Investor Sentiment: A Pullback Would Be Healthy

By: Guy Lerner | Sun, Sep 27, 2009
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A pull back should be viewed as healthy within a strongly trending market. However, the "moon shot"rally that started in July, 2009 has been characterized by nary a pullback, so the current 2.2% drop in the S&P500 must be producing a little bit of angst amongst the bulls. Relative to the past 2 months, a 2.2% drop counts as deeply oversold. But really, very little has changed. The major indices are still within ascending channels. Investor sentiment remains extremely bullish. As I have been stating for several months now, there is an upward bias until the extremes in bullish sentiment are unwound.

The "Dumb Money" indicator is shown in figure 1. The "Dumb Money" indicator looks for extremes in the data from 4 different groups of investors who historically have been wrong on the market: 1) Investor Intelligence; 2) Market Vane; 3) American Association of Individual Investors; and 4) the put call ratio. The "dumb money" remains extremely bullish.

Figure 1. "Dumb Money" Indicator/ weekly

The "Smart Money" indicator is shown in figure 2. The "smart money" indicator is a composite of the following data: 1) public to specialist short ratio; 2) specialist short to total short ratio; 3) SP100 option traders. The "smart money" is neutral.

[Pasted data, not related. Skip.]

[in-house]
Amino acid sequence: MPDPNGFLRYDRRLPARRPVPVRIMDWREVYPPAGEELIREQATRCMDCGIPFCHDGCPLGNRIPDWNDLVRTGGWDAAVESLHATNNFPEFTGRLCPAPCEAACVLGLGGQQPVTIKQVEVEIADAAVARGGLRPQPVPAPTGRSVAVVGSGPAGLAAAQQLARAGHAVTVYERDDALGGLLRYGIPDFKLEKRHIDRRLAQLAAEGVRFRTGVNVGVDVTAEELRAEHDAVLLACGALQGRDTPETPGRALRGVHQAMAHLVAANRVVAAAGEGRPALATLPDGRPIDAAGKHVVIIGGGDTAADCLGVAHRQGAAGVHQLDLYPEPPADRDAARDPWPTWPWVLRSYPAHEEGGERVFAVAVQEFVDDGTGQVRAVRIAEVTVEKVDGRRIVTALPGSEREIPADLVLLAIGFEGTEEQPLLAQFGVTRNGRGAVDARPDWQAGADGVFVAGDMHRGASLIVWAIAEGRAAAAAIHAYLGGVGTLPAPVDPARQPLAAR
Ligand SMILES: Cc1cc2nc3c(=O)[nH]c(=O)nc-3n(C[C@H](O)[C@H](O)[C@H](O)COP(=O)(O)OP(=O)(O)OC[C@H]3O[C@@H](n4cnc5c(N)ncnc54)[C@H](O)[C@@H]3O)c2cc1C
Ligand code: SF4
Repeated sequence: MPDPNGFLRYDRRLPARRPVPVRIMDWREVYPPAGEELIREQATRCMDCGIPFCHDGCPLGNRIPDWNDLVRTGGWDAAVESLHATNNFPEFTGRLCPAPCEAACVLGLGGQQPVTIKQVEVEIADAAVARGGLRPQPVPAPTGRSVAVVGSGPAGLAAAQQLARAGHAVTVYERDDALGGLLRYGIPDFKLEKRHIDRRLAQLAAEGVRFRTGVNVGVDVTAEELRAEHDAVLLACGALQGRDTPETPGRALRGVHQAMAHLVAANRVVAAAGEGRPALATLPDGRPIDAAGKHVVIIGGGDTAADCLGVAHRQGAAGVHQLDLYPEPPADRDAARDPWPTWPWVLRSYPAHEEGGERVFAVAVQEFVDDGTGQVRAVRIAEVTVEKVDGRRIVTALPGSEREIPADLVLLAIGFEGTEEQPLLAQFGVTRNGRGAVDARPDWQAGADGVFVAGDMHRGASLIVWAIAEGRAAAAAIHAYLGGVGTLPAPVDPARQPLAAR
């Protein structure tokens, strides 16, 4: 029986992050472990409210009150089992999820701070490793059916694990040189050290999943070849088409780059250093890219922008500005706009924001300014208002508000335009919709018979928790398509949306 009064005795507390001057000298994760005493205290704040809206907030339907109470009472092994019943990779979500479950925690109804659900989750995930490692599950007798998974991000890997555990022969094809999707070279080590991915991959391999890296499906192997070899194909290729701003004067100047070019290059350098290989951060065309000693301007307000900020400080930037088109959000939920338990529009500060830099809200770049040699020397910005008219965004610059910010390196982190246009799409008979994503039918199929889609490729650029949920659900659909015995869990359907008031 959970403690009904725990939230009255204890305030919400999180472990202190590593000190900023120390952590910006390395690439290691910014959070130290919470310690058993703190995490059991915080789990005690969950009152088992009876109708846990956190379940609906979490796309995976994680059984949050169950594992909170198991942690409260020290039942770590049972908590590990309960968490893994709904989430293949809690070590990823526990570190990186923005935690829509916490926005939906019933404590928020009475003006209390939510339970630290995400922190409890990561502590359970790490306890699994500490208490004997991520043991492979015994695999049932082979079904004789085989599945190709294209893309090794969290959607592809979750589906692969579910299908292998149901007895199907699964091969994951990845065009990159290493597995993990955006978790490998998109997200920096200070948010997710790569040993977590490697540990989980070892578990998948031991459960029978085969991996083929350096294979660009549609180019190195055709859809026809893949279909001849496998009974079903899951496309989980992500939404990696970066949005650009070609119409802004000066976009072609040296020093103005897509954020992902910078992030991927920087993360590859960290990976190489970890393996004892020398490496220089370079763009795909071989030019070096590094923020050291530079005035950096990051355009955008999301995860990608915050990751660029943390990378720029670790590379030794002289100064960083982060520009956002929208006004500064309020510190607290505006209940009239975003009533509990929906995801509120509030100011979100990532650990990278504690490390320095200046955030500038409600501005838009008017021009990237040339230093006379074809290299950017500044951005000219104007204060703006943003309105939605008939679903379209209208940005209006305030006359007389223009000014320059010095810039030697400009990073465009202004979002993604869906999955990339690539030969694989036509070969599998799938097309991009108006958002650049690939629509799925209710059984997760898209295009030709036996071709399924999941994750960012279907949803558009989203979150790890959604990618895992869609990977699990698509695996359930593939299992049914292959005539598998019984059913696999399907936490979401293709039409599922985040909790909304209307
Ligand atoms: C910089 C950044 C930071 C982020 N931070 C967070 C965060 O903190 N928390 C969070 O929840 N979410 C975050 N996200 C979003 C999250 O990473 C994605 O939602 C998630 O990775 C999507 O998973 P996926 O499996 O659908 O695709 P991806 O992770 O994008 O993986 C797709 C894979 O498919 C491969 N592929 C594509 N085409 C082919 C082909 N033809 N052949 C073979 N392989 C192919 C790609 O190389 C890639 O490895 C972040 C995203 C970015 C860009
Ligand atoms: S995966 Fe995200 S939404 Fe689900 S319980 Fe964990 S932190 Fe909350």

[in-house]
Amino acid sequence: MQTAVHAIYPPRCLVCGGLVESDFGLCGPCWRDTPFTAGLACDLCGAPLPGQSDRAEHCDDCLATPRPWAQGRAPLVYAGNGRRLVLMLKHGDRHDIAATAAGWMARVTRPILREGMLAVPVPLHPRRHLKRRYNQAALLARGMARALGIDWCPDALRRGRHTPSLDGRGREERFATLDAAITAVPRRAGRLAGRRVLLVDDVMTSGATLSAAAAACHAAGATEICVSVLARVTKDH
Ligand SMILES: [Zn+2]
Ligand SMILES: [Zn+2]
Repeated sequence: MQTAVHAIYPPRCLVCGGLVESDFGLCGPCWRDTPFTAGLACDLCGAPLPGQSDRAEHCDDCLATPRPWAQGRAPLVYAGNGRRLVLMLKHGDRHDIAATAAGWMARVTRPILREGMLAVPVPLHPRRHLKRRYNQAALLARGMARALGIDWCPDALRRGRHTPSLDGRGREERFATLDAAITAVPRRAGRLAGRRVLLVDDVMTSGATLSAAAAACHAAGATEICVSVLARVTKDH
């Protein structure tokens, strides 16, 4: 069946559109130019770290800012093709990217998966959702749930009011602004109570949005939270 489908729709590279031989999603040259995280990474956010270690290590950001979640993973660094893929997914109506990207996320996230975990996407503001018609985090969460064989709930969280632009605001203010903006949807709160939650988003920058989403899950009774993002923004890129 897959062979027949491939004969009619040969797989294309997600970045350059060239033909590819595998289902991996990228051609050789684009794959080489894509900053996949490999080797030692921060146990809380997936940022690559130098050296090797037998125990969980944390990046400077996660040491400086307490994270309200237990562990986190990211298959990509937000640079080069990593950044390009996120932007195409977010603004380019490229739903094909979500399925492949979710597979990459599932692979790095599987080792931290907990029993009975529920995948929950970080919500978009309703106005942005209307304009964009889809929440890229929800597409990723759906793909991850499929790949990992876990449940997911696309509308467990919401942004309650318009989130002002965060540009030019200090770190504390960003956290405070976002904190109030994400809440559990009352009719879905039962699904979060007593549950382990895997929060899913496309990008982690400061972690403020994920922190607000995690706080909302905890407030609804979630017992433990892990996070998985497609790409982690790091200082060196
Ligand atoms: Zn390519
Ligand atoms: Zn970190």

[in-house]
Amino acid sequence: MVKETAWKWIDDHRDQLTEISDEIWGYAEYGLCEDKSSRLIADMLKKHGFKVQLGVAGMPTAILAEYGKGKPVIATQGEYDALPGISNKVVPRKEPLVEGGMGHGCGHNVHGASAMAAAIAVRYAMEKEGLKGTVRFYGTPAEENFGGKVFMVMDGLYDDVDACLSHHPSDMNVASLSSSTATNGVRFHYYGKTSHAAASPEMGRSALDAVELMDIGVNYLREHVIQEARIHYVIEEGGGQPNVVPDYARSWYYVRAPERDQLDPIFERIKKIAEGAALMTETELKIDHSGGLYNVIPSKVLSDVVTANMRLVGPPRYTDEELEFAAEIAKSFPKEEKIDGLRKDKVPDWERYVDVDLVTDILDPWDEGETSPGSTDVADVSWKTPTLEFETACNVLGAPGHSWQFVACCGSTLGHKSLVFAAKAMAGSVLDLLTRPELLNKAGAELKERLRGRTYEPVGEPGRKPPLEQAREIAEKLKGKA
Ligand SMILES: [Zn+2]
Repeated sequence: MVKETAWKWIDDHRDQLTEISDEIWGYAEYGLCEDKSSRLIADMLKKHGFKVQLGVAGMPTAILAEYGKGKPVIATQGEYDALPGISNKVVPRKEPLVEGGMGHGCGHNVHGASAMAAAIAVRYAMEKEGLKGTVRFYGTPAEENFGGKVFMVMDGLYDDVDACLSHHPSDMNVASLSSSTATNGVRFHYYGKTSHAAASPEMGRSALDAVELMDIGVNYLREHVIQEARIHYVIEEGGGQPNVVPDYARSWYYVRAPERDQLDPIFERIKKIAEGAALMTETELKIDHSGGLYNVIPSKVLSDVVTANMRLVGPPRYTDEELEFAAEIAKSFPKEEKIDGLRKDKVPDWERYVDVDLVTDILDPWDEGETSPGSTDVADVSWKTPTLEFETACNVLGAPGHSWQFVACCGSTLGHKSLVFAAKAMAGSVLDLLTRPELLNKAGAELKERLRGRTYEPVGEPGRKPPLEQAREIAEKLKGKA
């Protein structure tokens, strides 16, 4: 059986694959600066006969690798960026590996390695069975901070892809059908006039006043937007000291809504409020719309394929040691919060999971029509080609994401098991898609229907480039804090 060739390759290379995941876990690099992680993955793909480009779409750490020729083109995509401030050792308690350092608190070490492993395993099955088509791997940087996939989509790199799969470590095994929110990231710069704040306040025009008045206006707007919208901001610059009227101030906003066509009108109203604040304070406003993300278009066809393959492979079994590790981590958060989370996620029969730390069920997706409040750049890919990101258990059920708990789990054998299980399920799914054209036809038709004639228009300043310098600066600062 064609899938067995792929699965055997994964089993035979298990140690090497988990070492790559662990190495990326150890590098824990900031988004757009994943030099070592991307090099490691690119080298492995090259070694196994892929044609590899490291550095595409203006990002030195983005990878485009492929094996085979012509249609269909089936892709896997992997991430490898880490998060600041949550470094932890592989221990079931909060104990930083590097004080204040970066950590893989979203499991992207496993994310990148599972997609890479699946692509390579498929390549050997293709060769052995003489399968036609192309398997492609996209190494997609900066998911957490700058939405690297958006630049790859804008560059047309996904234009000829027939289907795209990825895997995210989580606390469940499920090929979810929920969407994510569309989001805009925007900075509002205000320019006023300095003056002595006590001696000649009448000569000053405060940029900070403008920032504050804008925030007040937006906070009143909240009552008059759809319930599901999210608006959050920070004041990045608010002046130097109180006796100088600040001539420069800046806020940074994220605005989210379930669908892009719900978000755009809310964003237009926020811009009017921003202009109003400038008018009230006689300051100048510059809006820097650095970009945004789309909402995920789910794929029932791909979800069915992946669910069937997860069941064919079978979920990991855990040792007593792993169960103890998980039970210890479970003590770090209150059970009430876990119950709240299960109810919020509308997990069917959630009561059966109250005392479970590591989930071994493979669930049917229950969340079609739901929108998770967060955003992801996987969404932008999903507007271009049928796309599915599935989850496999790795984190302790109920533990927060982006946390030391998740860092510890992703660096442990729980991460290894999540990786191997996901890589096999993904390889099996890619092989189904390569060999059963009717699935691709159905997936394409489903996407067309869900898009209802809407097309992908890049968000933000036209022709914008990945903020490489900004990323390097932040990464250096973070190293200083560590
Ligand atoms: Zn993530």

Figure 2. "Smart Money" Indicator/ weekly

Company insiders continue to sell shares to an extreme degree. See figure 3, a weekly chart of the S&P500 with the Insider Score "entire market" value in the lower panel.

Figure 3. InsiderScore Entire Market/ weekly

Figure 4 is a daily chart of the S&P500 with the amount of assets in the Rydex bullish and leveraged funds versus the amount of assets in the leveraged and bearish funds. Not only do we get to see what direction these market timers think the market will go, but we also get to see how much conviction (i.e., leverage) they have in their beliefs. Typically, we want to bet against the Rydex market timer even though they only represent a small sample of the overall market. As of Friday's close, the assets in the bullish and leveraged funds were greater than the bearish and leveraged by a ratio of 2 to 1; referring to figure 4, this would put the red line greater than green line.

Figure 4. Rydex Bullish and Leveraged v. Bearish and Leveraged/ daily

 


 

Guy Lerner

Author: Guy Lerner

Guy M. Lerner
http://thetechnicaltakedotcom.blogspot.com/

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